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Law Offices of Eric W. Symonds

315 W Pondera St

Suite D

Lancaster,  93534

 

Phone: 661-940-1742 661-940-1742

Fax: 661-940-1753

Email: eric@symondslaw.com

 

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Family Law Attorney

Do I need a lawyer?

You have the right to act as your own attorney and represent yourself in almost all matters. Similarly, you may also trim your own trees, rebuild your car’s engine, or splint your own broken bones. The reality is that most of us choose not to do these things ourselves and would rather rest comfortably knowing that we’ve hired a professional to do what he or she is best at doing. Court can be a scary place and legal jargon is confusing. I have seen self-represented litigants with a Master Degree, otherwise sophisticated and elegant in speech and presentation, become tongue-tied and incapable of effectively representing themselves once in front of the Court. The reason is that the litigant is a “fish out of water” in an unfamiliar and largely unfriendly environment. The Court staff including the Judge, bailiff, clerk, and reporter are there to do a job. While they are human beings just like the rest of us, none of their duties include directing or guiding you through the business of the courtroom. Not only are they generally knee-deep in their own job duties, it is illegal for them to give you legal advice  even if they wanted or were able to. Once you step on the other side of the bar (the railing that separates the audience from counsel table,) you are on your own. Although you are welcome to bring a friend or family member for moral support, no one other than a lawyer can actually speak on your behalf. Thus if you’ve been getting all your legal advice from a trusted advisor who may have prevailed in a similar circumstance, you need to remember that he or she will not be able to speak for you and you will have to present your case to the Court on your own; let’s hope the advice given to you was competent, not outdated, and relevant to the issues actually before the Court on that day. Remember that the Court can only hear and decide those issues that are properly brought before it that day; this is far different than explaining to your friend or colleague about what is “right” or the way something “should be.” Many self-represented litigants fall prey to wasting precious time by trying to inform or persuade the Court about something that it could not rule on that day even if it wanted to.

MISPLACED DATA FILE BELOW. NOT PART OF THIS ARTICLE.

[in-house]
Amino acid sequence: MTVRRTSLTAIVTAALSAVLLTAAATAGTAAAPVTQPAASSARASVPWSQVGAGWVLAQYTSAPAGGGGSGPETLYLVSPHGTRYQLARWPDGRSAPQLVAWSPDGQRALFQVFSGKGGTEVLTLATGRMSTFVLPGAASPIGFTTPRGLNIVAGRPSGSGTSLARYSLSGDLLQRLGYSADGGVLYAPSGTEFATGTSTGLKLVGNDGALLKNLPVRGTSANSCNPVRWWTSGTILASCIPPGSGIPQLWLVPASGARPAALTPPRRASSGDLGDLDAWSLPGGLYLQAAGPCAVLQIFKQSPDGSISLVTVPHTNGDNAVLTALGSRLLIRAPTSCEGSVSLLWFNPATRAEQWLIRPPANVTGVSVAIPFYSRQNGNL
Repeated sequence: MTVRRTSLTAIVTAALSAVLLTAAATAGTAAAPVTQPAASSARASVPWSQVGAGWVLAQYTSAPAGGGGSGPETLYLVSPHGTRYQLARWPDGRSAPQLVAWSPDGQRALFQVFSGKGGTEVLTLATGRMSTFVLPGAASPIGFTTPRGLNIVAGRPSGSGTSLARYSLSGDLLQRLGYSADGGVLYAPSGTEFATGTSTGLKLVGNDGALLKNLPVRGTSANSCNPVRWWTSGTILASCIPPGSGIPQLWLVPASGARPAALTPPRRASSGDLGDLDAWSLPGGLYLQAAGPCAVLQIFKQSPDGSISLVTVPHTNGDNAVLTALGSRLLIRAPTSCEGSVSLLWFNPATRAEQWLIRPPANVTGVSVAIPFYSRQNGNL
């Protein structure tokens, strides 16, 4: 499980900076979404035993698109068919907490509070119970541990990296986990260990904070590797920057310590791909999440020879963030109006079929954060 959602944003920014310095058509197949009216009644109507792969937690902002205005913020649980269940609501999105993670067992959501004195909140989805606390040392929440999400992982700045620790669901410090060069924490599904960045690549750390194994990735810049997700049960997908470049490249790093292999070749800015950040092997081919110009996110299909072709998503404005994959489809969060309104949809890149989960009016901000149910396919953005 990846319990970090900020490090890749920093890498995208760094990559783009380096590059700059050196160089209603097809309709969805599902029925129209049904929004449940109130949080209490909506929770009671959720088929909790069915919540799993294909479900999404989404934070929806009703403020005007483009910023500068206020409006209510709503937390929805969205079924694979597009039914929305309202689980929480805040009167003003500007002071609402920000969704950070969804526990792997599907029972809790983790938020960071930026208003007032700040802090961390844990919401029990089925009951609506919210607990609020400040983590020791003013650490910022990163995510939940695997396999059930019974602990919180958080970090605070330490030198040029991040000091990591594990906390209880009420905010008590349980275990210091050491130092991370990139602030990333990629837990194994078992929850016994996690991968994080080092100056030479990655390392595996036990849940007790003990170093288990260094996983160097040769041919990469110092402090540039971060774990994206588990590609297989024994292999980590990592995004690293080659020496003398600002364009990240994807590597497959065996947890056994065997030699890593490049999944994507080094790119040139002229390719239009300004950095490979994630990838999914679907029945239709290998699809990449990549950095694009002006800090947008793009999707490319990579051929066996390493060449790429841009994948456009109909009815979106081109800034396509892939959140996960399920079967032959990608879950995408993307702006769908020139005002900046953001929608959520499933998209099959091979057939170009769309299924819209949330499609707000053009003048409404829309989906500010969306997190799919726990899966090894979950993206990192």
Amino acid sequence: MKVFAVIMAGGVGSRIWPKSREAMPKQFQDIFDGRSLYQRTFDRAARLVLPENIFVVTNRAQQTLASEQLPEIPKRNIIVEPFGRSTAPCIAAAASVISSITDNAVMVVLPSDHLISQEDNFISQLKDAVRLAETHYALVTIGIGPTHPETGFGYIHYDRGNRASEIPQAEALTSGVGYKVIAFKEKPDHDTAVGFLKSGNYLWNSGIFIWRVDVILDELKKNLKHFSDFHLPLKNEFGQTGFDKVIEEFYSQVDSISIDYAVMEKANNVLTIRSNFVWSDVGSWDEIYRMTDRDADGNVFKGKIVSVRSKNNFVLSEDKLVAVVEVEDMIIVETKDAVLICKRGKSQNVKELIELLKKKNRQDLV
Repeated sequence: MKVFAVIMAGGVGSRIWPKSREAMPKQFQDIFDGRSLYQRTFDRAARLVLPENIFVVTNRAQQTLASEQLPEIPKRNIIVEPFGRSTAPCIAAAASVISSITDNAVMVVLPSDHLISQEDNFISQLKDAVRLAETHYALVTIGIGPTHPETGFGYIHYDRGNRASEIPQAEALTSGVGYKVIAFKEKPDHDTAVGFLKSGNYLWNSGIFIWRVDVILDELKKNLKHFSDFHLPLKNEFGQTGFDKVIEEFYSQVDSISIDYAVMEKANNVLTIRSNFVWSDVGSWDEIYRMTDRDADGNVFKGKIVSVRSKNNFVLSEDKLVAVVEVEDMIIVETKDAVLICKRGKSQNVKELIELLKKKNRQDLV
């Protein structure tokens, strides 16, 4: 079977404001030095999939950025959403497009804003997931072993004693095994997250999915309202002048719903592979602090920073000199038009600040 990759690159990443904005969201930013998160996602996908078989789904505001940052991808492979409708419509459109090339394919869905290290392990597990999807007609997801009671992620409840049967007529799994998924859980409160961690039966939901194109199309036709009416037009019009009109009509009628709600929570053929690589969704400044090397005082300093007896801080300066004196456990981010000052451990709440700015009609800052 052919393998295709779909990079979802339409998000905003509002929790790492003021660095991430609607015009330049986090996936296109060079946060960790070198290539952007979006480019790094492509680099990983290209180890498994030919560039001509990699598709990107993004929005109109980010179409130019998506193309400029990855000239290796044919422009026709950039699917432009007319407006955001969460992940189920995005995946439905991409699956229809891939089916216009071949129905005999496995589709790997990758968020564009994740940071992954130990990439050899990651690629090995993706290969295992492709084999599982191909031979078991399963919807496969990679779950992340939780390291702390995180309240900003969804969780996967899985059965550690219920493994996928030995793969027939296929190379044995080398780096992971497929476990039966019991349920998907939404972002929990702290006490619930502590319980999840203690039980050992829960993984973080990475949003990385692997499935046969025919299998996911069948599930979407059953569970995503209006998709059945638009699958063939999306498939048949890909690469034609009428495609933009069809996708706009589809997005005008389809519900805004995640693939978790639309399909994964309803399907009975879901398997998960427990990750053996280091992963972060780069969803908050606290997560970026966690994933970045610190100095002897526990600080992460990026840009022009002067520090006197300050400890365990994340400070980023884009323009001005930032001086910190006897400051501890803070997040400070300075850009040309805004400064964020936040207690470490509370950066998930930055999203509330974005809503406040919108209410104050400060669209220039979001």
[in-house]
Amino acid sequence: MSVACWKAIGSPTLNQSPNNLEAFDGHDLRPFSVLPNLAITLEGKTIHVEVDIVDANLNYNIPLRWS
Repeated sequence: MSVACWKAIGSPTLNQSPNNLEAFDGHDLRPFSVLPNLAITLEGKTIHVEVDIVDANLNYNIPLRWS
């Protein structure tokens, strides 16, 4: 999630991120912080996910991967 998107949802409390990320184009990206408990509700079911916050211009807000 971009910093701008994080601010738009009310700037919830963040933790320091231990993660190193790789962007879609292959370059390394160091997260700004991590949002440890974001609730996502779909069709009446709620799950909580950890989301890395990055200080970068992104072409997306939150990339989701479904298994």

What can a lawyer do for me?

An experienced lawyer knows the law and the procedures for getting your particular issues properly before the Court so that a ruling can be made. There will be deadlines that must be met. Service of Process must be done a particular way and varies according to the content of what is being served. Just because the other side has knowledge of the complaint or request for order, does not necessarily mean that service was proper. Show up in Court without proof of proper service, and your matter will be continued or possibly even dismissed. This results in a loss of time and money. In some cases, it may be months before your next court date.

 

Your issues must be properly plead to the Court. A good lawyer is going to listen to your complete story, ask necessary questions, then filter out the legally relevant issues and decide how best to plead them to the Court. An excellent example, sadly, occurs everyday in the area of Family Law. Consider this; California is a “no fault” State. What this means is that many of the most hurtful things that will drive a marriage straight into the rocks, are legally irrelevant; they are family, not legal, issues. Things such as infidelity, arguments, general unpleasantness are not legal issues per se. Issues such as Domestic Violence, drug or excessive alcohol use, however are legal issues that can effect spousal support, child custody and other matters. The point here is that all of the above are potentially hurtful to the divorcing spouse and are likely the reason you’re going to court in the first place. However, the fact that your former spouse is “crazy,” “mean,” or not at all the person you started out loving, often has no legal relevance and you’ll be wasting your time explaining to the Court that he or she is a “bad person.” One of the primary functions of an attorney is to separate the emotional issues from the legal ones and then decide how best to present them to the Court.

 

 

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THE INFORMATION PRESENTED THROUGHOUT THIS WEBSITE DOES NOT CONSTITUTE PROFESSIONAL ADVICE AND IS NOT INTENDED TO BE LEGAL ADVICE. THE INFORMATION AND ALL MATERIALS ON THIS WEBSITE ARE PROVIDED AS A COURTESY AND FOR GENERAL INFORMATION ONLY. EVERY CIRCUMSTANCE IS UNIQUE AND YOU SHOULD CONSULT AN ATTORNEY BEFORE BEGINNING OR CONTINUING ANY LEGAL ACTION WHATSOEVER. IT IS YOUR RESPONSIBILITY TO VERIFY THE ACCURACY AND COMPLETENESS OF ALL INFORMATION CONTAINED ON THIS WEBSITE OR ANY WEBSITE LINKED HERETO.

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